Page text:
Chance the Rapper and Katy Perry gave their approval on social media and helped rack up 40 million more views for her hit “Juicy,” where she takes standard booty-as-fruit imagery to its furthest possible reaches (a butt as a vivisected watermelon). Last year’s “Tia Tamera,” riffing on the ’90s throwback sitcom “Sister Sister,” has 31 million Spotify plays. Like many in her Gen Z cohort of entertainers, Doja has a talent for going extremely viral but a cynicism-bordering-on-loathing for having to engage with social media at all.
“At this point, I just do whatever ... I want, to my detriment,” she said. “I have a boyfriend [she’s been canoodling with indie musician Johnny Utah on Instagram] and want to kiss him all day. I don’t want to wake up at 6 a.m. just to let people [online] know I love them.”
Doja produced much of “Hot Pink” with longtime collaborator Yeti Beats. But that kind of No F’s Given, But Secretly Giving Lots of F’s attitude is what drew Ben Billions, who co-wrote and produced for Beyoncé and The Weeknd, to work on her new single “Rules” (video NFSW for language) with Salaam Remi (Amy Winehouse, Miguel).
“I like how she gets into character and is not afraid to be assertive, demanding or comedic,” Billions said. He’d been a fan for years, but “Rules” was their first time working together, and it’s a centerpiece — lasciviously sexy (“Bobs on me like Dylan, blondes on me like Hilton”) and punchline-soaked but sincere about Doja being taken seriously as a young woman.
Her new song “Bottom Bitch” turns a dragged-out sample of Blink-182’s “What’s My Age Again” into a night-riding, gender-flipping, endearingly vulgar statement of intent. The album sounds like how kids live now — endlessly referential, supremely confident in their sexual mores and yet laced with something like longing and a forced-on maturity.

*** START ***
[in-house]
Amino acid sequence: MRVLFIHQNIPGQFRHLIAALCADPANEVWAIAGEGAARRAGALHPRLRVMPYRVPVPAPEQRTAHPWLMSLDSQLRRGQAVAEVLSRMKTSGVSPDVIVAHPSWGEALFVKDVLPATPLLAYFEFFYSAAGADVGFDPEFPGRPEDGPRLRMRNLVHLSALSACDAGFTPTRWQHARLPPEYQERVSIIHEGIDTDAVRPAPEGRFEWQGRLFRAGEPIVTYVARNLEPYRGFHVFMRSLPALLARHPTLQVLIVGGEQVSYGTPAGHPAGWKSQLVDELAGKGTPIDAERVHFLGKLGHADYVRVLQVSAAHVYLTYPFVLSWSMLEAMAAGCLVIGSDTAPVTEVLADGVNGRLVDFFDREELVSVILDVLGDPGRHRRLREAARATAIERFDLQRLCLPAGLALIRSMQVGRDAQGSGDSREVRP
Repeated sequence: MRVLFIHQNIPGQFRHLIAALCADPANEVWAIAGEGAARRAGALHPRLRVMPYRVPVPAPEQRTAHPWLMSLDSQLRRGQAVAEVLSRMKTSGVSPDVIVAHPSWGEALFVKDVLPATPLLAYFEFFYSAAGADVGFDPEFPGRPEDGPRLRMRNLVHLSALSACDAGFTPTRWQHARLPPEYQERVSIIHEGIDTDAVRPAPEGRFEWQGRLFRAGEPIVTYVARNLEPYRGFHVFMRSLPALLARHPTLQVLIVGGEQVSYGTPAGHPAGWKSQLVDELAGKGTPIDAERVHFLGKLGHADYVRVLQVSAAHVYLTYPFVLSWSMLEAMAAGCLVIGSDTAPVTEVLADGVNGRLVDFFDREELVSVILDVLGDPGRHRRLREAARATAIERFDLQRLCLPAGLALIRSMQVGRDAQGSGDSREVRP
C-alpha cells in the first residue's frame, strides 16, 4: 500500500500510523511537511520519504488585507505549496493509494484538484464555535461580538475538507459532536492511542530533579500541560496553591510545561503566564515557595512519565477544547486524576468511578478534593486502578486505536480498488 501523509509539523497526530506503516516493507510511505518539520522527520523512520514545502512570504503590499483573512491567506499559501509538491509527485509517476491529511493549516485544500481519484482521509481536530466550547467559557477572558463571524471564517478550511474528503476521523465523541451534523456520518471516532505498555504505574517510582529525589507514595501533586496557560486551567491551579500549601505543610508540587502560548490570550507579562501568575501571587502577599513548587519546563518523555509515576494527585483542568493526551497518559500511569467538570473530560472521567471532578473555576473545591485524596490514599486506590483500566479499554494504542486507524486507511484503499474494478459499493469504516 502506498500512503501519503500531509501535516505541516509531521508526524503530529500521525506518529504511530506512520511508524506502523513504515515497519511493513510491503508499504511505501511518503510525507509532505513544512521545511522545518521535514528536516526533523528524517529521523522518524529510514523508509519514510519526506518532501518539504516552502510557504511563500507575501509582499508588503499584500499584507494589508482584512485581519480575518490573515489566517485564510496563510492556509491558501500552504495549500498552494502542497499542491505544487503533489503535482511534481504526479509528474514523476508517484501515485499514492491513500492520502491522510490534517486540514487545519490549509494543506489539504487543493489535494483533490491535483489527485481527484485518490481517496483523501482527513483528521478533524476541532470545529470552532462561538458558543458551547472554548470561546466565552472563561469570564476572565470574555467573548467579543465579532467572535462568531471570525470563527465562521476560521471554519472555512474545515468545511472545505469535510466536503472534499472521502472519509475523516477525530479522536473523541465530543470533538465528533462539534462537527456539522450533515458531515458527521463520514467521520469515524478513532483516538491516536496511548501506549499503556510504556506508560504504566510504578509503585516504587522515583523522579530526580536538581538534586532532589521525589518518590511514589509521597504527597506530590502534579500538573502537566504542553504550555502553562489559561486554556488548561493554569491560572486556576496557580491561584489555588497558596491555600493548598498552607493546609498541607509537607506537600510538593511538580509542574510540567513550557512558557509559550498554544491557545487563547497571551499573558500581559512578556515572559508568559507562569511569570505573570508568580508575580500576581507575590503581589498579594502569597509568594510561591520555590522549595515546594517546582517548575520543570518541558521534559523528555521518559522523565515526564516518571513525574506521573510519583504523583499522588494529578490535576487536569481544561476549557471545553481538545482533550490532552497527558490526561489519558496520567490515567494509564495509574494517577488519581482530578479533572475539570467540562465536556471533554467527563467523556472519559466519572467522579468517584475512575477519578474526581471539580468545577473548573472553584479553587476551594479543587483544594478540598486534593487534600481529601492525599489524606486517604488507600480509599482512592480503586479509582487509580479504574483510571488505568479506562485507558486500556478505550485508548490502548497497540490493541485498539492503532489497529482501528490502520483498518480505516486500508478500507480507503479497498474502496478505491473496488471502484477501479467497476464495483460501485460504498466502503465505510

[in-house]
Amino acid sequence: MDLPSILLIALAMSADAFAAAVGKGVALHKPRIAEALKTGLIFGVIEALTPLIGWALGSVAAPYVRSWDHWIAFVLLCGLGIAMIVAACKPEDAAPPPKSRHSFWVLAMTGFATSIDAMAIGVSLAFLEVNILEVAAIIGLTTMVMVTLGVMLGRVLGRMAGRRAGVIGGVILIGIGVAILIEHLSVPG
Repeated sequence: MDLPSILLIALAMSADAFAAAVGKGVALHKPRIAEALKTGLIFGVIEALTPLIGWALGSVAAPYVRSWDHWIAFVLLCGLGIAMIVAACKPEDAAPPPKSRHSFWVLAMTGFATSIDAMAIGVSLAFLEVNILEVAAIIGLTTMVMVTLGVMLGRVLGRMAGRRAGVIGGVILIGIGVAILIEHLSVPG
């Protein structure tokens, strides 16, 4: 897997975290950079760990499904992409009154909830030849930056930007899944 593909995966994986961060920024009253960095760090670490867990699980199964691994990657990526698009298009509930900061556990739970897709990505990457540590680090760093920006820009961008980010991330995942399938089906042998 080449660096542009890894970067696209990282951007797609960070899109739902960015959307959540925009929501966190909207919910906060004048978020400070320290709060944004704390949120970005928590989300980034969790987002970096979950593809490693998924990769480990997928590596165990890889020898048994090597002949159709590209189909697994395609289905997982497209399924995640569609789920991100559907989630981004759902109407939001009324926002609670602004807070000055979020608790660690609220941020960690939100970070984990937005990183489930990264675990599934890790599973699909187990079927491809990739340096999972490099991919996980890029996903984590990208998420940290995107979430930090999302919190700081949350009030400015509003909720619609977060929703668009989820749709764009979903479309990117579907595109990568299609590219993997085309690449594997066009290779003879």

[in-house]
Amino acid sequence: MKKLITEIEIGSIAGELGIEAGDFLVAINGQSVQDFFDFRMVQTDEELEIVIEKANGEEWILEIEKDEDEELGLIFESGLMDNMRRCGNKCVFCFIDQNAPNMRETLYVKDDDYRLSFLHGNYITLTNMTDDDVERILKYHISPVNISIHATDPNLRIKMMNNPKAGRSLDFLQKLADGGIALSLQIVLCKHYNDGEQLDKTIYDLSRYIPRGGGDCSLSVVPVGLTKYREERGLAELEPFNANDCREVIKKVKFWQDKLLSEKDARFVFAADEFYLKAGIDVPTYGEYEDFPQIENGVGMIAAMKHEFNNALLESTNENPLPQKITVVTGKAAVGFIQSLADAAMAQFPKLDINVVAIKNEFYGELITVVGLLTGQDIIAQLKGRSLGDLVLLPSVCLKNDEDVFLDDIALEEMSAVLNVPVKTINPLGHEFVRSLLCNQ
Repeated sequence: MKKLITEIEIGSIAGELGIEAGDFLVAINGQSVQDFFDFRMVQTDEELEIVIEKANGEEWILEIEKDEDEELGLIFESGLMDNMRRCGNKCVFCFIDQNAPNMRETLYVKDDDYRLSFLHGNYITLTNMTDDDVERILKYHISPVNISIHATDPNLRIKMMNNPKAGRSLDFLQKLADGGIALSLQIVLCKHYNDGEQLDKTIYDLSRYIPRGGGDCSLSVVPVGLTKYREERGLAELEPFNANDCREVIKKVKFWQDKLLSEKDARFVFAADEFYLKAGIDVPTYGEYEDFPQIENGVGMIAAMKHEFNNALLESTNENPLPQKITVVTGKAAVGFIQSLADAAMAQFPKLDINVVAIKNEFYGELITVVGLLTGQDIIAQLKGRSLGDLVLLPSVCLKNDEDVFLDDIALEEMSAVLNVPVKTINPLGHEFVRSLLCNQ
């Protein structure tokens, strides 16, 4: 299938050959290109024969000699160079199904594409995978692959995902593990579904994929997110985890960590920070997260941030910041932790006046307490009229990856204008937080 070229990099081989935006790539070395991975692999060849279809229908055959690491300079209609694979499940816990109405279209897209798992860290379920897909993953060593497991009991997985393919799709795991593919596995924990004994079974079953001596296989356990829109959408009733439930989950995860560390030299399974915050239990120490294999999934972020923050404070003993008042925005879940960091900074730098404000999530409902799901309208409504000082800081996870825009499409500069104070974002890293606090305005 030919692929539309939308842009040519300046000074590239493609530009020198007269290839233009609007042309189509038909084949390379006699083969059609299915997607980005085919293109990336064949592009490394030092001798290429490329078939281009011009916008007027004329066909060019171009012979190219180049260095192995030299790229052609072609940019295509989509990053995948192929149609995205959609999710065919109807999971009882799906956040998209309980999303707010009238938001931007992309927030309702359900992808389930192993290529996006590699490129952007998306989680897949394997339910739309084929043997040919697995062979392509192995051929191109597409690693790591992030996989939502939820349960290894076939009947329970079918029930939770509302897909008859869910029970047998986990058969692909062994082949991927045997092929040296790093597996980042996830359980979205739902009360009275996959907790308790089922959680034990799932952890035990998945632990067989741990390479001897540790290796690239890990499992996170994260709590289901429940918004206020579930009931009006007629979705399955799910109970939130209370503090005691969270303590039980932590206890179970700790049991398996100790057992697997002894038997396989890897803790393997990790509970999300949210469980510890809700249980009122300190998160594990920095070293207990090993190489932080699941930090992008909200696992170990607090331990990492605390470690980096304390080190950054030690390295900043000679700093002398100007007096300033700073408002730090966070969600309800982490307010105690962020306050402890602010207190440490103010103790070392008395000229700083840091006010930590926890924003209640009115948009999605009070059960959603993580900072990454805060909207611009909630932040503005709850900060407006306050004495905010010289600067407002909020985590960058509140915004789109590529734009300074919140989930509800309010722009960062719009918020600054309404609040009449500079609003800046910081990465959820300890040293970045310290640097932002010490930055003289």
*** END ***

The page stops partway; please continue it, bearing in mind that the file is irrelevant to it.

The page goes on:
Underneath all that, she also alludes to her South African heritage with unlikely but very modern production combinations.
“Yeah, this album is a lot more African influenced,” she said. “I can sample Blink-182 but put an African vocal sample in there. The whole song feels like you’re in a tropical forest.”
The LP is also a clean start from a nervous moment when, after some old teenage tweets using homophobic language resurfaced last year, Doja apologized and course-corrected. It was mild stuff by today’s cancellation standards, but when asked if young artists struggle with their whole lives being online from the moment they break, Doja flips from bawdy ex-stoner into brand manager.
“You’re not supposed to ask me about that. Nope,” she said, her voice rising sharply before going silent on the line.
A beat later, she was back in usual Doja mode, but it was obvious that her devil-may-care attitude is from a place of caring deeply about how she’s seen.
Doja can be both blissfully silly and meticulously rowdy. But the humor, even when it’s absurdist, is always smart in how it makes room for a real person, one that’s more complicated than even her own fans might have expected.
“That’s a small portion of my career, taking a moment to do something stupid,” she said. “I have a song called ‘Waffles Are Better Than Pancakes.’ If I can’t be goofy, I’ll go insane. I can talk about waffles and how much I hate spiders all day, but I can’t sit and write about heartfelt [stuff] unless I have the emotional space to do it.”